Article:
Barclays and Nike place new focus on girl powerJanuary 2009
The multinational companies Barclays and Nike have separately committed themselves to projects aimed at boosting the self-esteem and prospects of girls in the developing world.
Barclays has signed a partnership with Unicef to give mentoring, microfinance and financial training to adolescent girls in ten developing countries, including India. The bank will contribute £5million ($7.68m) over three years to equip participants with working skills and promote ‘entrepreneurial thinking’, offering up to 15,000 hours of its employees’ time to the programme.
The project, called Building Young Futures, is also intended to encourage saving and investment habits and, as a business by-product, to open up a new market for Barclays among the people it benefits.
Rachael Barber, Barclays’ global head of community investment, said: ‘Most of our volunteer work has been confined to the UK, where we’re headquartered. But we’re now making a deliberate effort to expand these geographies and target new markets.’ Last year the bank spent £52.4m on social and community building projects, half of them outside the UK.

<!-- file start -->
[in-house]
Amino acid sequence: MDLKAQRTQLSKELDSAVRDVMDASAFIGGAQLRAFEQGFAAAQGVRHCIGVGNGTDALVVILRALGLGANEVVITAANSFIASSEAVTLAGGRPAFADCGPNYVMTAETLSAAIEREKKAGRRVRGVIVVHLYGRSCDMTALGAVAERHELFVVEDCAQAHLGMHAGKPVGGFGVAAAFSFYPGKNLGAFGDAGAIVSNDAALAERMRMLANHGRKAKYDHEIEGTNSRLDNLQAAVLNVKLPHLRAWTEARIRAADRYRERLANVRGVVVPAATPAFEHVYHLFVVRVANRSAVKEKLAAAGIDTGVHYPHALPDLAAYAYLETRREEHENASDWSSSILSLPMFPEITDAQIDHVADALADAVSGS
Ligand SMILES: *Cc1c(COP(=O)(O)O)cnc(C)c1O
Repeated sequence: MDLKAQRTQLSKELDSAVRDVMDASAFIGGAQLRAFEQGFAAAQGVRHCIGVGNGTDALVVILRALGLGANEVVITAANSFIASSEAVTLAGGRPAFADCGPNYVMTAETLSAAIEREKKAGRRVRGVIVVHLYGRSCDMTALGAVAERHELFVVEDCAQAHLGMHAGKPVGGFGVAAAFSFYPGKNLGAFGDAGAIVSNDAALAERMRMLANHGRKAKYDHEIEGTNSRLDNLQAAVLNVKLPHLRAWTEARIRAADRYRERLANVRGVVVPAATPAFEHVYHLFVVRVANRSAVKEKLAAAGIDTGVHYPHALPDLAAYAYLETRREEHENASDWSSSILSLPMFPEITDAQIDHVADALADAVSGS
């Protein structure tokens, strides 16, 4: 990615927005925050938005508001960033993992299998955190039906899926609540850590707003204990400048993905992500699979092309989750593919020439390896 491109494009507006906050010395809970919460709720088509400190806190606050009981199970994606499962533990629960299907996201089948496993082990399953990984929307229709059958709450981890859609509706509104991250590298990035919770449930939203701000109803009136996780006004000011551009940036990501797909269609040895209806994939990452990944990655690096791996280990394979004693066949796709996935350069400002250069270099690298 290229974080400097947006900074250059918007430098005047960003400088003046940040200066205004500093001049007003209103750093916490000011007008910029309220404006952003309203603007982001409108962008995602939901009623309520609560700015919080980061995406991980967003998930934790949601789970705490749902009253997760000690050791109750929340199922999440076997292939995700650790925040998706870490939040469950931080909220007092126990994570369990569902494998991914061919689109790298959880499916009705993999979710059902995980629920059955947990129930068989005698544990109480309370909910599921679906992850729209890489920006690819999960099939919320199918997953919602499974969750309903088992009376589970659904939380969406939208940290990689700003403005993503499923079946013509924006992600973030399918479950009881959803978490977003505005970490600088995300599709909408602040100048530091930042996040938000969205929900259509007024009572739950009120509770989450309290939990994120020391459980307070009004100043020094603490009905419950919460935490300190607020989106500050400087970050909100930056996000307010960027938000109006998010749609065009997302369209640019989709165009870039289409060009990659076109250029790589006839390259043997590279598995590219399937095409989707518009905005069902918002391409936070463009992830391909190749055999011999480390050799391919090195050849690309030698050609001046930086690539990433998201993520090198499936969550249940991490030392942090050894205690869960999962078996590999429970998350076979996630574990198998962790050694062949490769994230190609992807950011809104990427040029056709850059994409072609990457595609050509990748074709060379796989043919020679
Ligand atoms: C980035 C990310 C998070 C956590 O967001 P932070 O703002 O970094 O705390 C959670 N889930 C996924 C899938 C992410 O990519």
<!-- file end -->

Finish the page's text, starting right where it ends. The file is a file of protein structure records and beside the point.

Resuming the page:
Nike is to be involved in a separate project to promote the ‘economic empowerment’ of girls in poor and post-conflict countries, including Afghanistan, Nepal and Liberia.
The company will provide $3m (£1.95m) for the Adolescent Girls Initiative, to be run by the World Bank. In addition, the project is receiving millions of dollars from national governments, including those of Denmark ($5m), Norway ($3m), and the UK ($3m).
Mark Parker, Nike’s president and chief executive, said his company, like Barclays, saw a potential business return on its involvement, because providing support for young girls could generate new markets and boost the economies of countries where it sells. ‘With targeted investments linked to market demand, adolescent girls will reverse cycles of poverty, with a huge impact on our global economy,’ he said.
Robert Zoellick, the World Bank Group president, said that assisting adolescent girls in poor countries ‘is not only fair, but a smart economic move’.
Already a member? click here to login